Ohnona — A good MTM tailor, very knowledgable and good to talk to. I would love to work more with him, but my #menswear geekiness has tried his patience and he’s made it clear that he will no longer willingly suffer clients as demanding as myself. His loss I guess, because I was unquestionably right about all the things that I claimed needed alterations on my previous commisssions. Perhaps we got off on the wrong foot. He is a bit pricey for MTM however.

Di Castri — One of the last great salesmen of MTM. Unsurprisingly, as a former Lagonda salesman, his DNA is more that of a retail guy than that of a tailor. Having said that, I’ve found his eye and tailoring advice to have been spot on every time. I think that like many MTM tailors, Ohnona included, he’s caught between a rock and a hard place: between what he would like to be able to produce and what the factory he works with is ultimately capable of producing. This has led me, over the years, to have both the best and worst experiences with him, without me ever being able to ascertain whether the problems stemmed from him or from his factory. In the end, it doesn’t matter, since he bears the ultimate responsibillity towards the client. He’s obviously changed manufacturers many times over the years, because my suits from him are all different, some great, some terrible. He has the advantage, like Ohnona, of having a well-trained alterations tailor on the premises, which has resolved many dire situations. Beware that he has different models, but he’s not so clear about which is which when you order, so if your a maniac lile me about details, be sure to clearly identify the model you want and make sure that’s the one being delivered. For example, he has a cut called Tailor, which I beleive is now called Amo, that is very close to Camps de Luca, but he has another model called Andrea which is a bit different. I’ve seen orders get mixed up. He also has a bespoke offering, made out of Naples thanks to Easyjet commutes. Given the price, I’d rather deal with Ripense which is superior at a similar price.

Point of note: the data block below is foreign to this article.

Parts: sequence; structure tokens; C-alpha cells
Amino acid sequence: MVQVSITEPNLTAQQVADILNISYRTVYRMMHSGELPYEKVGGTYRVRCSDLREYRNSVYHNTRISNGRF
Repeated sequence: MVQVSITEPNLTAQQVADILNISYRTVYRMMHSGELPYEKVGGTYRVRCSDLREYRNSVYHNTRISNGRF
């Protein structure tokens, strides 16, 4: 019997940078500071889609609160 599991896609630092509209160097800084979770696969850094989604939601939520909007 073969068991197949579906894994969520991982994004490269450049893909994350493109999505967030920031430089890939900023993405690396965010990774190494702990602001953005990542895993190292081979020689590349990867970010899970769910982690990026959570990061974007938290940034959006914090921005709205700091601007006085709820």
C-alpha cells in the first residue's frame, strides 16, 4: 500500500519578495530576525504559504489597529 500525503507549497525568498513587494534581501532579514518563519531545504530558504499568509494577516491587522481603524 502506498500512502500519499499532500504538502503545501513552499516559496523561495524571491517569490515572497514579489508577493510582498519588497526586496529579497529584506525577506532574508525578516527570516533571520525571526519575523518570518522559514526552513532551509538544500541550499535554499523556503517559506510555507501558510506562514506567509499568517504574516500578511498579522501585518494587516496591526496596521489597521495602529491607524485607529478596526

Jean-Manuel Moreau (a.k.a. Tailormail) — He has two MTM lines: a house line made in Italy, and Orazio Luciano La Vera Sartoria Napoletana. The Tailormail house product is not bad, but I’m so enamoured with the Orazio Luciano which he also sells that I have a hard time talking about the house line. One thing is for sure, Tailormail does not get the attention it deserves from the #menswear crowd. It’s really well located, just off rue Marbeuf, but since it’s in a side street, you never notice it. Check it out, you won’t regret it.

Orazio Luciano La Vera Sartoria Napoletana — This stuff is indeed expensive for MTM, but it’s must-have if you’re a fanboy of the contemporary italian Pitti-style shit that is all over the internet right now. We’re pretty damn close to bespoke here, even if it is just MTM — the lines are getting blurry. Hell, this stuff fits better on first fitting than some of my bespoke suits after alterations. I don’t know what else to say, except I wish I had more money to spend on LVSN. Orazio was a former Kiton tailor who set out on his own. Like with Sartoria Partenopea, you can tell the inspiration but IMHO it’s better than the original, at a fraction of the price.

Chester Barrie — Please, never confuse this with Chester By, some fused crap made in China that bears the same name. Chester Barrie Handmade, sold at Harrod’s and Saks, is one of the great unsung heroes of #menswear. And because no twentysomething i-gents know what this brand is, the prices are ludicrously low on eBay, with regard to the intrinsic quality of the product. Best kept secret not on the internet. The fabrics, cuts, construction and handiwork is all top top class. I only regret that, as with Paul Stuart, most of their SC’s are single-vented, which prevents me from acquiring more. I’ve got dibs on the double-vented ones that show up on eBay every so often…